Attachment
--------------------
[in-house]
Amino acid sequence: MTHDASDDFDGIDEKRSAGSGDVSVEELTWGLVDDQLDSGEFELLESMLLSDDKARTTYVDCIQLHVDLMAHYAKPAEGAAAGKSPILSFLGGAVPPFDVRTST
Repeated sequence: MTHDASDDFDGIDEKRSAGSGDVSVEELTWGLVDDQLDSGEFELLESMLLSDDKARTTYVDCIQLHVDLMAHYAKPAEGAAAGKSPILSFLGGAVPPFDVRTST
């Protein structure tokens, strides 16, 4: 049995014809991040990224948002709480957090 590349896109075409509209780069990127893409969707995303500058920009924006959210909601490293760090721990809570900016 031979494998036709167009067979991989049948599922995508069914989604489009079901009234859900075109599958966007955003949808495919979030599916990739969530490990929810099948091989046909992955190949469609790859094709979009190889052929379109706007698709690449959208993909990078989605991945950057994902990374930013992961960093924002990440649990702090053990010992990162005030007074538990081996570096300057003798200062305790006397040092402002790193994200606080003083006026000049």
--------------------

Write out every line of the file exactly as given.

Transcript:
[in-house]
Amino acid sequence: MTHDASDDFDGIDEKRSAGSGDVSVEELTWGLVDDQLDSGEFELLESMLLSDDKARTTYVDCIQLHVDLMAHYAKPAEGAAAGKSPILSFLGGAVPPFDVRTST
Repeated sequence: MTHDASDDFDGIDEKRSAGSGDVSVEELTWGLVDDQLDSGEFELLESMLLSDDKARTTYVDCIQLHVDLMAHYAKPAEGAAAGKSPILSFLGGAVPPFDVRTST
């Protein structure tokens, strides 16, 4: 049995014809991040990224948002709480957090 590349896109075409509209780069990127893409969707995303500058920009924006959210909601490293760090721990809570900016 031979494998036709167009067979991989049948599922995508069914989604489009079901009234859900075109599958966007955003949808495919979030599916990739969530490990929810099948091989046909992955190949469609790859094709979009190889052929379109706007698709690449959208993909990078989605991945950057994902990374930013992961960093924002990440649990702090053990010992990162005030007074538990081996570096300057003798200062305790006397040092402002790193994200606080003083006026000049």